The star schema, at its simplest, consists of a fact table surrounded by a number of associated dimension tables. The visual representation of this derives the name.
The fact table contains the facts, i.e. the central data of the warehouse (typically numeric), along with keys to the various dimension tables. A simple data model with one fact table and three dimension tables is shown below.
Consider the situation whereby the supplier named Beta (the supplier of both transactions in the fact table) moved its location sometime between August and October 2009, i.e. between the first and the second transaction. We have a slowly changing dimension; we can reasonably expect our suppliers to occasionally change their location. There are a number of standard patterns for dealing with this in our data model. The most commonly used are Type 0 through to Type 3.
SCD Type 0 – The null option, i.e. do nothing. Data models that adopt SCD Type 0 simply retain the values as they were at the time that they were loaded. Thus, SCD Type 0 provides little or no control over your historic information.
SCD Type 1 – Using this option you will overwrite old data with new, so your dimension tables always contain the most up-to-date information. Clearly there is no historic record in this case. In our example we would overwrite Beta’s record in the supplier dimension with the new location, thereby causing the earlier transaction’s supplier reference to specify the supplier’s current location rather than their location at the time that the August transaction occurred.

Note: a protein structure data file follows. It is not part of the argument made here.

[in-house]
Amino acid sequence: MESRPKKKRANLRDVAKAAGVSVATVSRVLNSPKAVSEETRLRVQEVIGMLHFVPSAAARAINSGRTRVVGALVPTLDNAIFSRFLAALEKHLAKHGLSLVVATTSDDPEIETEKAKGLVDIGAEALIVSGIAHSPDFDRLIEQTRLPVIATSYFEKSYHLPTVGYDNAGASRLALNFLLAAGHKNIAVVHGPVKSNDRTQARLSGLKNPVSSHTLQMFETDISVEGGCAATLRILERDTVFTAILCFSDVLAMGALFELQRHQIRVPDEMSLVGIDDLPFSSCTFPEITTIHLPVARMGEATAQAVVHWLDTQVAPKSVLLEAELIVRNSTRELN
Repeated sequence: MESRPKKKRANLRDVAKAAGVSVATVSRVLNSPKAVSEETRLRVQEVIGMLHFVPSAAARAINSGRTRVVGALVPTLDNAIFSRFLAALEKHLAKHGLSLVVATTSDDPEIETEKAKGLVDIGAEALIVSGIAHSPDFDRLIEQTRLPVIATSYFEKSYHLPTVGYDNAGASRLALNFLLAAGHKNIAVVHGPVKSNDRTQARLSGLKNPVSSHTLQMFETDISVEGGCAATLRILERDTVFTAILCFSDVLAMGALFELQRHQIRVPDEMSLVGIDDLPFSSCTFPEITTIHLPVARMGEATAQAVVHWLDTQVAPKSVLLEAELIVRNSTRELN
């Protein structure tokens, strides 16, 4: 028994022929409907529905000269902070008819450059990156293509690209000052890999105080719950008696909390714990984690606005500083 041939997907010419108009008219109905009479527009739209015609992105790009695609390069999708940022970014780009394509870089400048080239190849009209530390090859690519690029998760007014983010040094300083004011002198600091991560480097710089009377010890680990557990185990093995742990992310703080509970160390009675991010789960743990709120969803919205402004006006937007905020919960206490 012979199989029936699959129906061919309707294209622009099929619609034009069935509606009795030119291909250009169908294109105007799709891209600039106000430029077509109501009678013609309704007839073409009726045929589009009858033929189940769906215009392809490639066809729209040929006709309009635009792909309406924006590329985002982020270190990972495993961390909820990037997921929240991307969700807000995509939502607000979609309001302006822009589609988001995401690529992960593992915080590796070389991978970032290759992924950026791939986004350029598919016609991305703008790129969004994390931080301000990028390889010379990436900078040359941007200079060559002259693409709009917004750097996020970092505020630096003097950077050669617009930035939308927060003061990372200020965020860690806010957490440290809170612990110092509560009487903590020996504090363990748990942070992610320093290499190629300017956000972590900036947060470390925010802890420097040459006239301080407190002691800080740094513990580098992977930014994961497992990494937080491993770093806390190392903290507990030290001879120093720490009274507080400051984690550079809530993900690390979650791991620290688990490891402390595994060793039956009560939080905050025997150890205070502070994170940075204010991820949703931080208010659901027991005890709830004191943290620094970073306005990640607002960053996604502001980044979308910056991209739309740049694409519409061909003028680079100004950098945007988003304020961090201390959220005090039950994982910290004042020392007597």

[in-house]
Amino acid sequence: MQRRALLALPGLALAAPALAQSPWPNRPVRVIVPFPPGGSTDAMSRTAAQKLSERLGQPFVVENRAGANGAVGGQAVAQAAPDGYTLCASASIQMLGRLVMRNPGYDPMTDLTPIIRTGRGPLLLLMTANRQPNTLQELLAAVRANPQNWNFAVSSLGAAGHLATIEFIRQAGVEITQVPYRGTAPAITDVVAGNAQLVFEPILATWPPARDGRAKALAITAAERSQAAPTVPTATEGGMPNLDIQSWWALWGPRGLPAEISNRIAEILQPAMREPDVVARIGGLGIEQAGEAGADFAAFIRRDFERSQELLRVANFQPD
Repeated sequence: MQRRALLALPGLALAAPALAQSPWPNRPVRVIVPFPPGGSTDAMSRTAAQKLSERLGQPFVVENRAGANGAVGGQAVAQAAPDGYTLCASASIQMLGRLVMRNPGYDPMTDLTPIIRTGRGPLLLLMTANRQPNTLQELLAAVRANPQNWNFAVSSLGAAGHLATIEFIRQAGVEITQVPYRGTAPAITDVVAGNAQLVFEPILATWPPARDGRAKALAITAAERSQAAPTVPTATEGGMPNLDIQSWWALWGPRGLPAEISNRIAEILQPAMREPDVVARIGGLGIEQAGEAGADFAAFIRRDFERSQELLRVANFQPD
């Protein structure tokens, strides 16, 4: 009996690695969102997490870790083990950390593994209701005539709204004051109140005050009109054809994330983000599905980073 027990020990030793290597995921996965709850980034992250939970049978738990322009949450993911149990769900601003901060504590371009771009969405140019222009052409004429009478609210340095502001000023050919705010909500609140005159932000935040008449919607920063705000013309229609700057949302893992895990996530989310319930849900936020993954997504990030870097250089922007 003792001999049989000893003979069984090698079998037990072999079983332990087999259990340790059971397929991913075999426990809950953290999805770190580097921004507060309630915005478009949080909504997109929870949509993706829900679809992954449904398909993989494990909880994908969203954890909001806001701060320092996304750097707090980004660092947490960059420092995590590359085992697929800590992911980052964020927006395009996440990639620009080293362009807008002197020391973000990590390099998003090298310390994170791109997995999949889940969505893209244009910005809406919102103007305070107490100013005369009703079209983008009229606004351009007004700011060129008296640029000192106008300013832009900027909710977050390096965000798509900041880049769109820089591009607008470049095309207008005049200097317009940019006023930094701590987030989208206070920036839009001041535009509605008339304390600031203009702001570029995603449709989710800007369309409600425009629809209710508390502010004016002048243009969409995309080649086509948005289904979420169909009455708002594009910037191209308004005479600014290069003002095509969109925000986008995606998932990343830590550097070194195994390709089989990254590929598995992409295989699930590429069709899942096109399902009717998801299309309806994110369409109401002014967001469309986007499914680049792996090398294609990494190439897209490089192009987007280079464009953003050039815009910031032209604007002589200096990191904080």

SCD Type 2 – With Type 2 SCDs we track changes by adding rows to the dimension table for each change. Typically we add start and end columns to allow us to track the periods in which the values were in use. Leaving the end date as missing, or as a special value such as 31-Dec2999, highlights the current value. Using SCD Type 2 our supplier dimension table might look as follows.
SUPPLIER_ID NAME COUNTRY REGION Start End
1 Alpha England S.East 1-Jan-2000
2 Beta England N.West 1-Jan-2000 10-Sep-2009
3 Beta England N.East 10-Sep-2009
Notice how each supplier has one (only one) row with a missing end-date. These rows indicate the current values. With the above supplier table, the fact table would look as follows (using foreign supplier key values of 2 and 3).
SUPPLIER_ID DATE_ID PRODUCT_ID Price Profit
2 1 2 4.99 1.25
3 2 1 10.50 3.50
SCD Type 3 – Finally, we have a type that records a subset of historical values. By creating one column in the dimension table for each historical (and current) value that we want to keep, we can retain the values in a denormalised fashion. See the (simplified) supplier table below.
SUPPLIER_ID NAME REGION_DATE FIRST_REGION CURRENT_REGION …
1 Alpha 1-Jan-2000 S.East S.East
2 Beta 10-Sep-2009 N.West N.East
In summary, you need to consider the volatility of your dimensional values when designing your data model. Include the design pattern that is appropriate for your data.
In a subsequent post I’ll talk about business keys and DI Studio transforms that support star schemas and slowly changing dimensions. As is so often the case, it’s a lot easier to incorporate the correct design from the beginning than it is to reengineer your work later in the process.
For further reading, consider:
- SAS(R) Data Integration Studio 3.4: User's Guide, Working with Slowly Changing Dimensions…
- What’s new in DI Studio 4.2, Eric Hunley and Nancy Rausch, SGF 2009
- Stars and Models – How to Build and Maintain Star Schemas, Nancy Rausch, SUGI 31 (SAS 9.1)